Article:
Are you happy with the look of your design? ... I could suggest some alternatives but what you have with some bracing added should work just fine.
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Old 15th September 2003, 09:39 PM   #4
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Firstly, please excuse me for this somewhat shortened response as this computer decided to refuse me Login status and returned me with a page full of >>>xYr-Uڳ<<< jibberish instead of my somewhat large response.


Basically, thanks a heap for your responses guys I havent added any bracing to the cad drawing as i dont know what material ill have left from my wood cutout that im yet to buy.

If i change the port size to something larger (say 88mm or so?) will it drastically alter the sound dynamics of the box?

Also any suggestions for any improvements would be really appreaciated PLEASE dont hold back any critisicms of this box as it is my first vented box. :P (about a year ago i made a WickedOne but for some reason the left size of the box was offset by 1 inch which totally screwed the design!! i KNEW there was something wrong with it but everyone told me i was a fool eheeheh)

Wow, there goes my excuse of not writing a decent response (not NEARLY as big as the other but im pretty sure i got my message across to you

Thanks heaps,
Lach
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Old 16th September 2003, 01:39 AM   #5
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Increase the diameter and you increase the length to keep the tuning the same - this will reduce the air speed in the port which is an advantage - the airspeed in the port should not exceed 17m/s. The problem with vents that are too small is turbulence. This is reduced by having ports large enough so that the velocity won't exceed 17m/s and by flaring both ends. If you can't flare the ends then you might make the vents bigger.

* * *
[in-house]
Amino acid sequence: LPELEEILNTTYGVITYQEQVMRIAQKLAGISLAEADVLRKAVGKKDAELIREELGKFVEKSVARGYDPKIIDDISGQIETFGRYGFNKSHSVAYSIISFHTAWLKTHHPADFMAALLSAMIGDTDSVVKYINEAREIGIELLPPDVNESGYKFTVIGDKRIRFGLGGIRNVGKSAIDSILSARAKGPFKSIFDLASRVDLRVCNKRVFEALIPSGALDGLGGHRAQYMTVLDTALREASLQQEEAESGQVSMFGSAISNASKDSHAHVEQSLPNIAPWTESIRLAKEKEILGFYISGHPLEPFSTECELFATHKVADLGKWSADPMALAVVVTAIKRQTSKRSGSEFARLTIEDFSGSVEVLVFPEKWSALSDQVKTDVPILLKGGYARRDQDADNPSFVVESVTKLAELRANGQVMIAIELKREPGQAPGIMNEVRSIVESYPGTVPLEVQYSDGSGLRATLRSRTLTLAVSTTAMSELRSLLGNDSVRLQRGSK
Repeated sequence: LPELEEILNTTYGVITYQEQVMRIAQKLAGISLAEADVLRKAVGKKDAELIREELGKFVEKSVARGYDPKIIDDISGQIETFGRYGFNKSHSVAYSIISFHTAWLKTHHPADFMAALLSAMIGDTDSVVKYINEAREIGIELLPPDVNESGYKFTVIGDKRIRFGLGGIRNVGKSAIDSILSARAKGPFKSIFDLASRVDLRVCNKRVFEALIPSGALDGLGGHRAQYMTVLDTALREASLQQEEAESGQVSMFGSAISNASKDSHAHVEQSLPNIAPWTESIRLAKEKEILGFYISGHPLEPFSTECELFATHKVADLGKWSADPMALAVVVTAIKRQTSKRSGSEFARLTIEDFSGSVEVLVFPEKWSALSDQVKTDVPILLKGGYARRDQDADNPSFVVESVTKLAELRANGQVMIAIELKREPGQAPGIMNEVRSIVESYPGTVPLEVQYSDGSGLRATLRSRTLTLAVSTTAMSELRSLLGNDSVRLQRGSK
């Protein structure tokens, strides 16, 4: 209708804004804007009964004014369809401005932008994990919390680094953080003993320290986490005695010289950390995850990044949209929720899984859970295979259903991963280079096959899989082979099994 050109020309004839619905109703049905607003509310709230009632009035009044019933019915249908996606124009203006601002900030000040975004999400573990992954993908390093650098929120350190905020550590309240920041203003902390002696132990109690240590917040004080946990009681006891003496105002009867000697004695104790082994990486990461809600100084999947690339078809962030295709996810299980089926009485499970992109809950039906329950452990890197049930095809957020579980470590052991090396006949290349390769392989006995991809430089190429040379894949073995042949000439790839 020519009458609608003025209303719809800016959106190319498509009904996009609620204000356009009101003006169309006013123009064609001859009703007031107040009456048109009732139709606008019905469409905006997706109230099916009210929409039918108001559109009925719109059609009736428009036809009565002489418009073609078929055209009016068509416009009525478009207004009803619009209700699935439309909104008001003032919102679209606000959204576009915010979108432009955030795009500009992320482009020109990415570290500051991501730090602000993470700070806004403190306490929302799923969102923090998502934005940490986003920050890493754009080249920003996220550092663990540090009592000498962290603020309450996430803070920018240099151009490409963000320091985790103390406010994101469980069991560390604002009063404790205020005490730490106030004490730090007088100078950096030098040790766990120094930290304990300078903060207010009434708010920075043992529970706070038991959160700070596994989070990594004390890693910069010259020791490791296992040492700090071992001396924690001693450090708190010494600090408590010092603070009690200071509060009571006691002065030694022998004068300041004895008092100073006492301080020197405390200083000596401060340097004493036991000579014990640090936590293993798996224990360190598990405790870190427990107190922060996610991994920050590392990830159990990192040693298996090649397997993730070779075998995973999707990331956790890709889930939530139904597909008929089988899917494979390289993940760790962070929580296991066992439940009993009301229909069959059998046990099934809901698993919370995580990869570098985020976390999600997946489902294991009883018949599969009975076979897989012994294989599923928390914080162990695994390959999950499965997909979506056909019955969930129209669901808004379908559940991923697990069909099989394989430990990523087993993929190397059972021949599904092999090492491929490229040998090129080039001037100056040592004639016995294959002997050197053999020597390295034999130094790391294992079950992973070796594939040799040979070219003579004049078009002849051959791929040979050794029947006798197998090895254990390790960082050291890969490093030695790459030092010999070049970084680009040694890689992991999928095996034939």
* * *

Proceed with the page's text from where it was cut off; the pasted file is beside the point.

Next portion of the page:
To see if they are too small, use a simulation package that will model air speed in the port when the driver is operating at xmax. I have done this for my current project, but haven't had a chance to make sure that the results are right (I dont' think they are, but that's another thing.)

I don't know if you will have a problem with yours, not knowing the drivers. However, to me they look a little small from an aesthetic point of view (if you disagree, then just check the airspeed and if it's okay then disregard).

Keep in mind that as you increase the diameter of the vents, they get a lot longer as well - the relationship between diameter and length is not linear. As you get bigger vents, it gets harder to fit 2.

Bracing - I'd suggest you don't just use left over bits. In fact, a brace that touches all walls inside is more like it. Here are a few examples to consider:

http://www.coincidentspeaker.com/eclipse.htm
B&W
http://www.bwspeakers.com/index.cfm/...7F00D0B7473B37
a DIY project ...
http://www.acc.umu.se/~sagge/audio/supreme/